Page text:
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Objective: The purpose of this study was to examine the relationships between early diagnosis attitudes and levels of self-esteem, body perception and hopelessness in women with cervical cancer. Material and Method: This research was conducted as a descriptive, cross-sectional study in an area covered by three neighborhood primary health care clinics in Bornova, Izmir. The data were collected from 390 women over the 18 years of age who were selected using a stratified random sampling method. A Descriptive Information Form, The Scale of Attitudes Toward Early Diagnosis of Cervical Cancer (SAEDCC), Rosenberg Self-Esteem Scale (RSES), Body Cathexis Scale (BCS) ve Beck Hopelessness Scale (BHS) were used for data collection. Results: 56.4% of women did not go to the gynecologic examination. The level of doing regularly pap test of women was 5.4%. The reasons why women did not want to be tested for pap smear were determined to be: not having any symptoms, neglect, not knowing pap smear and embarrassment. There were significant relations between perceived barrier and perceived benefit score means and RSES, BCS, BHS score means of the women. Conclusion: The rate of women who has been regularly tested for smear was low. It was found that women with high level of self-esteem, high level of hope and with a positive body perception have more positive health attitudes towards early diagnosis of cervical cancer.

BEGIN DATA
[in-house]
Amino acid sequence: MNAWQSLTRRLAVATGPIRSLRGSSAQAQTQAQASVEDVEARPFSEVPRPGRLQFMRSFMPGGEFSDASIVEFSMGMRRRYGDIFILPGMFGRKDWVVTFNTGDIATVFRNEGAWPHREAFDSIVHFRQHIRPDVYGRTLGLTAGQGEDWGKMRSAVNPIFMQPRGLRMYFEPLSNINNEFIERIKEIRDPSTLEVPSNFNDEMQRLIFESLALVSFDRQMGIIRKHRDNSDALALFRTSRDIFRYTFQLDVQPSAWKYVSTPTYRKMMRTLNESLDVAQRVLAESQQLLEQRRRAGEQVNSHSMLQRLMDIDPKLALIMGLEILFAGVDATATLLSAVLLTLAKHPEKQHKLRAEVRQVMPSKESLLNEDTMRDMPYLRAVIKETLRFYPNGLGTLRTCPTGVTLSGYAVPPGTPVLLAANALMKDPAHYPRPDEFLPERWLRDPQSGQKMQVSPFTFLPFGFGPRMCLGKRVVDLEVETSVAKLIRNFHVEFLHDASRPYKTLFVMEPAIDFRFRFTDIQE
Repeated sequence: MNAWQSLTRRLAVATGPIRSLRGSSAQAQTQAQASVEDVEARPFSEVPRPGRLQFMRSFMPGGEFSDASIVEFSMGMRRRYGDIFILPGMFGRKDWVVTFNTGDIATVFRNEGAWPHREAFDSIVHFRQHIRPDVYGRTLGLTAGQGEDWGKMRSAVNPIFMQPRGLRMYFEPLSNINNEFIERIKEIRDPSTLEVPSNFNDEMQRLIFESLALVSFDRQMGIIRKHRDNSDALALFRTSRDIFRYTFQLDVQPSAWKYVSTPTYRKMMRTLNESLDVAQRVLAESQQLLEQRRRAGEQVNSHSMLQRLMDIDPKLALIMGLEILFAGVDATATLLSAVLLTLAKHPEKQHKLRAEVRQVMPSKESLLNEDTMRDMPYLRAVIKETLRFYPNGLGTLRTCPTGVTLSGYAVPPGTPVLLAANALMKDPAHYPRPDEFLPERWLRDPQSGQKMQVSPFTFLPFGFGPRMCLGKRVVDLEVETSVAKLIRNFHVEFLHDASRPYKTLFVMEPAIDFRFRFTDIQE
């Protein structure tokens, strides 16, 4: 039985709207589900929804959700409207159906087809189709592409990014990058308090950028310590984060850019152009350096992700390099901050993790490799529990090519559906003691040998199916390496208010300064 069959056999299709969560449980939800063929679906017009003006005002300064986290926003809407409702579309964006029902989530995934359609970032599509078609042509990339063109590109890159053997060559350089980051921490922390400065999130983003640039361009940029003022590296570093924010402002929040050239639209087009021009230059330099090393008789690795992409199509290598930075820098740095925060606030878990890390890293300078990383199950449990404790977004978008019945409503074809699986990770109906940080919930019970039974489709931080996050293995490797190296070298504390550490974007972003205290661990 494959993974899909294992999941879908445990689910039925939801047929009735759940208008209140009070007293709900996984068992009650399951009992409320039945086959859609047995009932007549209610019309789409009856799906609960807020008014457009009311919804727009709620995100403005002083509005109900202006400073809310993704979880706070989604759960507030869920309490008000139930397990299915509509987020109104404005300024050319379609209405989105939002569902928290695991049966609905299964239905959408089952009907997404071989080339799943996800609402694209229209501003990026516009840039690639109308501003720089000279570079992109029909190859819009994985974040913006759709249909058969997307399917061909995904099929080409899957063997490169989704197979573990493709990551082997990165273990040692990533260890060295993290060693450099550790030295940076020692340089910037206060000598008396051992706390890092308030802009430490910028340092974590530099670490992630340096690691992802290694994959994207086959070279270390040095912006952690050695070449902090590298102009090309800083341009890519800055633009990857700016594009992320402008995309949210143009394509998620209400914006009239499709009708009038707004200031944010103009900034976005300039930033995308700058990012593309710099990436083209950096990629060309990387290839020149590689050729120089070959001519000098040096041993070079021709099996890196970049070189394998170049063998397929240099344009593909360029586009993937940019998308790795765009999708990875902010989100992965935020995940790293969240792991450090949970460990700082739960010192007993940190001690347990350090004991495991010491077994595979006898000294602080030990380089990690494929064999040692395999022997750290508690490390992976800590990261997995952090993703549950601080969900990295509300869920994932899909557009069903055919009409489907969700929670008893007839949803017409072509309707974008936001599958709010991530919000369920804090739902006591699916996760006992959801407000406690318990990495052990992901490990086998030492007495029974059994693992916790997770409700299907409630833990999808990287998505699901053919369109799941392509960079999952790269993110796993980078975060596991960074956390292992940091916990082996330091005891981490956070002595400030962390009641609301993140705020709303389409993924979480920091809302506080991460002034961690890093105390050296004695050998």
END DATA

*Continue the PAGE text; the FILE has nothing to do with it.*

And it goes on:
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This study is a report of the development and psychometric testing of the Health Belief Model Scale for Cervical Cancer and the Pap Smear Test. While the Champion Health Belief Model scales have been tested extensively for breast cancer and screening for this, evaluation of these scales in explaining the beliefs of women with regard to cervical cancer and the Pap Smear Test has only received limited attention. This methodological research was carried out in Turkey in 2007. The data were collected with 237 randomly selected women who met the criteria for inclusion and agreed to participate in this study. The Champion Health Belief Model scales were translated into Turkish, adapted for cervical cancer, validated by professional experts, translated back into English and pilot-tested. Factor analysis yielded five factors: Pap smear benefits and health motivation, Pap smear barriers, seriousness, susceptibility and health motivation. Cronbach's alpha reliability coefficients for the five subscales ranged from 0·62 to 0·86, and test-retest reliability coefficients ranged from 0·79 to 0·87 for the subscales. The Health Belief Model Scale for Cervical Cancer and the Pap Smear Test was found to be a valid and reliable tool in assessing the women's health beliefs. Understanding the beliefs of women in respect of cervical cancer and the Pap Smear Test will help healthcare professionals to develop more effective cervical cancer screening programmes.